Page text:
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TV Networks – Nothing to see here

The annual gong season of Oscars, Brit Awards and others have ended with Madonna falling off the stage and Michael Keaton jumping the gun with his winner’s acceptance speech. Nothing bizarre about all that really, but the self-aggrandisement of the television and film industry simply knows no bounds.

 

The highlight of Nine Entertainment’s half-yearly result was the $150 million share buy-back. Compared to Seven West Media’s $1.1 billion of write-downs, Nine’s news sounded quite appealing but the sector is languishing under leaking advertising revenue, increasing competition and the usual hubris of market share.

 

Nine’s television unit reported operating earnings (EBITDA) of $131.8 million for the half-year period which was an 11.7% decline on the same period last year. The company noted the 3% market decline in metro free-to-air advertising but as usual the market share gain argument was put forward as reason for optimism.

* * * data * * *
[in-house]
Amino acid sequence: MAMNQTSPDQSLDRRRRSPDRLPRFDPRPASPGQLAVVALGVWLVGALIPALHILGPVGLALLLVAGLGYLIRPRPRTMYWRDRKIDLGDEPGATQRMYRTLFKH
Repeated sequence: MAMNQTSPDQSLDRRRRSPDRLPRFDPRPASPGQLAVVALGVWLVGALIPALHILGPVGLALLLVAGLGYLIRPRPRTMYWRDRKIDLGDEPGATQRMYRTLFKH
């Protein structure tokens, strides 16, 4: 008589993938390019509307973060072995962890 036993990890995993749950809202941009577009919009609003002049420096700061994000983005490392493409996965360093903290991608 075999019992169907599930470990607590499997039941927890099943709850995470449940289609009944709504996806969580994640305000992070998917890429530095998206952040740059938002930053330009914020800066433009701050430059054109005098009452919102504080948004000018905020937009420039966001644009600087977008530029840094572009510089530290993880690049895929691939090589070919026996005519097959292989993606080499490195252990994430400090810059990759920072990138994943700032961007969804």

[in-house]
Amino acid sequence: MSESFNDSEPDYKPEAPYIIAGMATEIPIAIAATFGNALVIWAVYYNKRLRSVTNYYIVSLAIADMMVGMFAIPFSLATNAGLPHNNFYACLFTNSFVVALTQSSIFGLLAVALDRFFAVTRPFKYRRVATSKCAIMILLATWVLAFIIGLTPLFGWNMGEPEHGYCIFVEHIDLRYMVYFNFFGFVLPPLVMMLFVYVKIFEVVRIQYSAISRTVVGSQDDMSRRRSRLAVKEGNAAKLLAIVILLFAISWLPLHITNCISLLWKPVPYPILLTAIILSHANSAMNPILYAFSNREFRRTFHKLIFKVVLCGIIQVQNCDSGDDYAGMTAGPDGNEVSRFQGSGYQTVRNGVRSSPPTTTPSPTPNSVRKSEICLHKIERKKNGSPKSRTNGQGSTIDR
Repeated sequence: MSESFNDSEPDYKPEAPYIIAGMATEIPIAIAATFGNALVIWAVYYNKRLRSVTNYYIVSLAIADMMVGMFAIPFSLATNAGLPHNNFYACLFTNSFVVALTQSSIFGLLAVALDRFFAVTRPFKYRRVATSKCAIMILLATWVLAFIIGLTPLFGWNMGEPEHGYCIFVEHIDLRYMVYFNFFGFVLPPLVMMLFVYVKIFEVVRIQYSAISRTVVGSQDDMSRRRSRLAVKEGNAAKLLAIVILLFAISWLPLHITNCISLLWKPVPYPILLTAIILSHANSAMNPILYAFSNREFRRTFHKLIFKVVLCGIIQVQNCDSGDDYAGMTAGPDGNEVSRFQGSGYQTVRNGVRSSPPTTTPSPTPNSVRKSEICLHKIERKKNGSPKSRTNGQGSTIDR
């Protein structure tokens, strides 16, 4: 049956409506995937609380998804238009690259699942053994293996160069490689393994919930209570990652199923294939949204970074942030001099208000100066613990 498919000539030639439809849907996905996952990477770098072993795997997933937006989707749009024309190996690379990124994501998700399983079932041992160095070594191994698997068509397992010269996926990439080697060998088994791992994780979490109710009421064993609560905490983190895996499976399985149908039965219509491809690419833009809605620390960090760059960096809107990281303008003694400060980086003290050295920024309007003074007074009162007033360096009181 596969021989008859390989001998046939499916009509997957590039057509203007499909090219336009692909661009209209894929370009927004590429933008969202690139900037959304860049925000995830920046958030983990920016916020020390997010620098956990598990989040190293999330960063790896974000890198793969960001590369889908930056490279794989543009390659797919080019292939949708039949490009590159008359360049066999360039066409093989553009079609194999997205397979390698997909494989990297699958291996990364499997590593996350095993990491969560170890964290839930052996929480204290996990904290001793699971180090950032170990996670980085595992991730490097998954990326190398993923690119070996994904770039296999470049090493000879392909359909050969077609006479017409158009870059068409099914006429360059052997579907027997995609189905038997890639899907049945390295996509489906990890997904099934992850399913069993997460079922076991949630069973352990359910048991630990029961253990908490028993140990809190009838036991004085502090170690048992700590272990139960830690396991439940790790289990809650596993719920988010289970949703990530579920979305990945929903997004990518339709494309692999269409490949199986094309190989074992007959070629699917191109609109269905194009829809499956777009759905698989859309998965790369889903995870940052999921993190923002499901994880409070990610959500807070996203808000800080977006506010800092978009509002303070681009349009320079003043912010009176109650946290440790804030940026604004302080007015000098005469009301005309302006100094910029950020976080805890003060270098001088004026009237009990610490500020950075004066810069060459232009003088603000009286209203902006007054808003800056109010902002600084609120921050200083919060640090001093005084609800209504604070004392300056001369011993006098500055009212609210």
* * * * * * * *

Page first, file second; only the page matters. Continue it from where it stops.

Seven’s television unit boasted similar success on the advertising revenue share front but blurred out the small decline in actual advertising revenue.

 

In the meantime, poor old Southern Cross Austereo Group watched its television revenue fall 5.9% and its total revenue slip 7.3% on the back of the drama in its radio businesses.

 

Network television remains a substantial industry with around $3.5 billion of advertising revenue to scrap over, but its share of the pie continues to migrate towards online platforms echoing the demise of the print industry.

 

Finding alternative avenues of growth such as event management, digital platforms, multi-channelling and now, subscription video on demand has so far met with little traction and much additional cost.

 

Nine’s partnership with Fairfax Media in its svod venture called Stan will get the red carpet treatment from the marketing department but whether it can contribute meaningfully to the operating profit of the group will take plenty of time.

 

It’s a similar story for Seven’s partnership with Foxtel’s Presto business.

 

The mere fact that everyone has teamed up in what is normally a ‘them and us’ dog fight says plenty about how nervous executives must be about cooking a large amount of money on a risky venture.

 

The elephant in the room of course is Netflix and it will be a bloody battle once all participants are throwing the promotions and freebies at customers in the hope of covering their not insubstantial costs.

 

Network Ten reports its half-year result next month but its highlight reel will be embarrassingly brief.

 

Investors should save themselves the angst and avoid all four stocks – Seven West Media, Nine Entertainment, Southern Cross Austereo and Network Ten.

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